What we can learn from Vietnam | Inquirer Opinion

What we can learn from Vietnam

A millennium from now, historians would likely identify the rise of China as one of the most consequential events of the 21st century. In just over half a century, the Middle Kingdom went from one of the most impoverished nations on earth, ranking well below even Sub-Saharan African countries in per capita income, into one of the largest sources of development assistance in the world.

Although on a humbler scale, Vietnam’s rapid ascent is no less impressive. Visiting the Southeast Asian country over the past decade, I have witnessed how Vietnam transformed in every single dimension of collective life. Whereas scooters used to dominate the roads, now German cars, sport utility vehicles, and locally made cars have become ubiquitous in Hanoi and Saigon. What’s particularly noteworthy is the sheer number and elegant design of cars by the VinFast automotive company, which was established only in 2017 by local billionaire Pham Nhat Vuong.


Earlier this year, the Vietnamese company announced that it would set up a $4 billion factory complex in North Carolina to produce, inter alia, even electric vehicles. Facing uncertainty in China amid a brewing New Cold War with the West, global tech giants are doubling down on Vietnam. Recently, Apple announced that Macbook and Apple Watch products would be manufactured, via Luxshare Precision Industry and Foxconn in Vietnam for the first time in history.


Today, almost every branded product, from fashion (Armani Exchange) and sports (Adidas) to electronics (Samsung), carries the “Made in Vietnam” tag. For a country that grappled with decades of devastating warfare throughout the latter half of the 20th century, this is nothing short of transformational.

It goes without saying that I’m no fan of single-party authoritarian regimes, but today’s Vietnam is an economic dynamo that offers helpful lessons for peers such as the Philippines. For the purposes of this short article, let me, dear reader, just focus on three major themes.

The first, and arguably most important, lesson from Vietnam is their emphasis on basic education, especially in math and sciences. Although still a relatively poor country, Vietnam ranked eighth in the world when it was first included in the prestigious Programme for International Student Assessment (Pisa) by the Paris-based Organisation for Economic Co-operation and Development. It means that average students in the Southeast Asian country beat the bulk of rich-nation counterparts in terms of basic proficiency in math and sciences, as well as in reading comprehension.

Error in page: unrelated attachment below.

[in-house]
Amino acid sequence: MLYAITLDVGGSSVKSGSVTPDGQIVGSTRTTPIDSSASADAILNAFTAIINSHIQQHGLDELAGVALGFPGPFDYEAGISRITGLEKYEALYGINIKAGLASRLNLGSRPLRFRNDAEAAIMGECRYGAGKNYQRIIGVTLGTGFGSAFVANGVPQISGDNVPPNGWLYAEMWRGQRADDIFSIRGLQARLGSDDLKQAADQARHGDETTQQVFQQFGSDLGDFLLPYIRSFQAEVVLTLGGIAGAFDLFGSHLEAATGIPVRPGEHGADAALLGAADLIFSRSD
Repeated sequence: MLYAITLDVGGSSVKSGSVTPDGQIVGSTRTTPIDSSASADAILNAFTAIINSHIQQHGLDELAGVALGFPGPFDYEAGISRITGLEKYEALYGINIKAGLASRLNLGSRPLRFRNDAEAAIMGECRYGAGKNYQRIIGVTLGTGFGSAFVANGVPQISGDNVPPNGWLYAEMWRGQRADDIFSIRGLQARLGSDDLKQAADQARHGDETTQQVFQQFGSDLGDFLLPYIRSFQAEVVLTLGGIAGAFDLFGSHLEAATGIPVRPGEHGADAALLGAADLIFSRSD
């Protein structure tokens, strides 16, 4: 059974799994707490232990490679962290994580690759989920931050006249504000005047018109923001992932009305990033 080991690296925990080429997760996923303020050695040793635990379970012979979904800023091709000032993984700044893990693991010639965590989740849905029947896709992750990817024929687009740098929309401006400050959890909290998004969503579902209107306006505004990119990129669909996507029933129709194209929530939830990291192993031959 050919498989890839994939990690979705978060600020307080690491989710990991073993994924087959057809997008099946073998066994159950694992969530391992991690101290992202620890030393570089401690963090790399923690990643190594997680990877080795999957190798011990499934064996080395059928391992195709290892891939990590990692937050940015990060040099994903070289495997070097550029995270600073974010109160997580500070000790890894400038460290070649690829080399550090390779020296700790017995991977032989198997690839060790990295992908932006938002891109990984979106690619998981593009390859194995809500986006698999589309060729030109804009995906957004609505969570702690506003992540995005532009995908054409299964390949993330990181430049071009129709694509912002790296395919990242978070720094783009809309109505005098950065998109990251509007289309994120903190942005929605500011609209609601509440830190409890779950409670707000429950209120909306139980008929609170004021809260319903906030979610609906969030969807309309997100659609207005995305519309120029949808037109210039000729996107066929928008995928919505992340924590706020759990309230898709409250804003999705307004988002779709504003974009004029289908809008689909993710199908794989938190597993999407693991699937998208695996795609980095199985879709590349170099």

The neighboring Philippines, which has had a higher per capita income than Vietnam until recently, ranked at the bottom of Pisa. In the World Bank’s recent report on “learning poverty,” which assesses difficulties in reading comprehension among elementary students, Vietnam’s numbers (18 percent) were incomparable to the Philippines (91 percent).

The second lesson from Vietnam is their optimal mix of agricultural and industrial development. Instead of excessively relying on the services sector as in India and the Philippines, or extractive industries as in Indonesia, Vietnam has simultaneously become an agricultural and manufacturing powerhouse.

Thanks to its proactive trade, industrial, and agricultural policies, the Southeast Asian country has become among the largest exporters of staple foods, such as rice, as well as high-value-added electronics. Its export-oriented economy even managed to post economic growth in 2020, the same year that the Philippine economy suffered an almost double-digit contraction, among the worst in Asia.


Vietnam’s effective population management programs and diversified economy also explains relatively low incidents of poverty and hunger compared to its peers such as the Philippines. Though still seemingly rustic, Vietnam’s major cities are also bereft of mind-boggling inequalities, which are fully on display in the large slums of Manila, Jakarta, and Bangkok.

The third lesson from Vietnam is its unique approach to the outside world. On one hand, the Southeast Asian country has “globalized” and opened up itself to the world under the Doi Moi (restoration) economic reforms without compromising its authentic social values, vibrant food culture, and distinct architecture.

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Moreover, Vietnam has proactively cultivated robust economic relations with both the West, finalizing free trade pacts with the United States, Canada, Australia, and Europe, as well as with the East, from Japan and South Korea to India and Russia. It goes without saying that the Philippines has yet to fully pin down even just its own strategic identity.

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TAGS: China, Vietnam

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